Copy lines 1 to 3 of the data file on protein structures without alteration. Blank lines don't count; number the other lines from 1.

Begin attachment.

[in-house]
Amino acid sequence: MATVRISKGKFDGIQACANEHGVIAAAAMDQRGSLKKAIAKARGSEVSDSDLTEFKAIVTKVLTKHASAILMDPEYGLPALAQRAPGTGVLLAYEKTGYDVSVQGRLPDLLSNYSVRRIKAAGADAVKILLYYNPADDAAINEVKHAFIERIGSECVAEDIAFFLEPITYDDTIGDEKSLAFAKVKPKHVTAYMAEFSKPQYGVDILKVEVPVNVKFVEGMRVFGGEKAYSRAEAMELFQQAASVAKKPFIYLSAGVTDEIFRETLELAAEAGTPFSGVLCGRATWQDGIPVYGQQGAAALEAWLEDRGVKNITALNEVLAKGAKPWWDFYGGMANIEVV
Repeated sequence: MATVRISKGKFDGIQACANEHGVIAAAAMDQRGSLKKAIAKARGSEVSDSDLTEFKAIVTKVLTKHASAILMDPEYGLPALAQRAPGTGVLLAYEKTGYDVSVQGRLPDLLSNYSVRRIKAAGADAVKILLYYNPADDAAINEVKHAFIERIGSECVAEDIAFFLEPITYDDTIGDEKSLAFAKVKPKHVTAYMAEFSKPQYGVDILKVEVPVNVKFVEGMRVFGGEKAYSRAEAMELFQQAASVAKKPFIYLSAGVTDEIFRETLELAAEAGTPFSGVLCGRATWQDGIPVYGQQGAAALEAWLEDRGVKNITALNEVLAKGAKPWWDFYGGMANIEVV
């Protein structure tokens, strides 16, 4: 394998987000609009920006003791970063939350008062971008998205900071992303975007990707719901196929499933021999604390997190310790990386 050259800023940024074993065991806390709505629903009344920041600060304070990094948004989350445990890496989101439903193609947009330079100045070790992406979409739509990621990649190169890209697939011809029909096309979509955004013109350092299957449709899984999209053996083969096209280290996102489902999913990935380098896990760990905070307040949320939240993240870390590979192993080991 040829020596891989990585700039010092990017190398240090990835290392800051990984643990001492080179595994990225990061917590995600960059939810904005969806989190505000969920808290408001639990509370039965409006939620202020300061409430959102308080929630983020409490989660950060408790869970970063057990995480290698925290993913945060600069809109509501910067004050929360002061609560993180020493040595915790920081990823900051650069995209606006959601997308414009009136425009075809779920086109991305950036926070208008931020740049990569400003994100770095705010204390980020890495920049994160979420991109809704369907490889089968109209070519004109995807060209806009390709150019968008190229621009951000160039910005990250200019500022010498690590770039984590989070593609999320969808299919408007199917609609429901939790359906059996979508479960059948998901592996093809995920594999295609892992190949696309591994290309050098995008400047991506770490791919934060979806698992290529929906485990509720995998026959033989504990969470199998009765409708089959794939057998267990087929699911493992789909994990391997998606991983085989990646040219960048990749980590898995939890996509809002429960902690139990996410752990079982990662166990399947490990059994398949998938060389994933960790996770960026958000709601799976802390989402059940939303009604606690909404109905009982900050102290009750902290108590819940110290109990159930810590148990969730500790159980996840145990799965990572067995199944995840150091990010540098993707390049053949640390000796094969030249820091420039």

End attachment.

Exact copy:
[in-house]
Amino acid sequence: MATVRISKGKFDGIQACANEHGVIAAAAMDQRGSLKKAIAKARGSEVSDSDLTEFKAIVTKVLTKHASAILMDPEYGLPALAQRAPGTGVLLAYEKTGYDVSVQGRLPDLLSNYSVRRIKAAGADAVKILLYYNPADDAAINEVKHAFIERIGSECVAEDIAFFLEPITYDDTIGDEKSLAFAKVKPKHVTAYMAEFSKPQYGVDILKVEVPVNVKFVEGMRVFGGEKAYSRAEAMELFQQAASVAKKPFIYLSAGVTDEIFRETLELAAEAGTPFSGVLCGRATWQDGIPVYGQQGAAALEAWLEDRGVKNITALNEVLAKGAKPWWDFYGGMANIEVV
Repeated sequence: MATVRISKGKFDGIQACANEHGVIAAAAMDQRGSLKKAIAKARGSEVSDSDLTEFKAIVTKVLTKHASAILMDPEYGLPALAQRAPGTGVLLAYEKTGYDVSVQGRLPDLLSNYSVRRIKAAGADAVKILLYYNPADDAAINEVKHAFIERIGSECVAEDIAFFLEPITYDDTIGDEKSLAFAKVKPKHVTAYMAEFSKPQYGVDILKVEVPVNVKFVEGMRVFGGEKAYSRAEAMELFQQAASVAKKPFIYLSAGVTDEIFRETLELAAEAGTPFSGVLCGRATWQDGIPVYGQQGAAALEAWLEDRGVKNITALNEVLAKGAKPWWDFYGGMANIEVV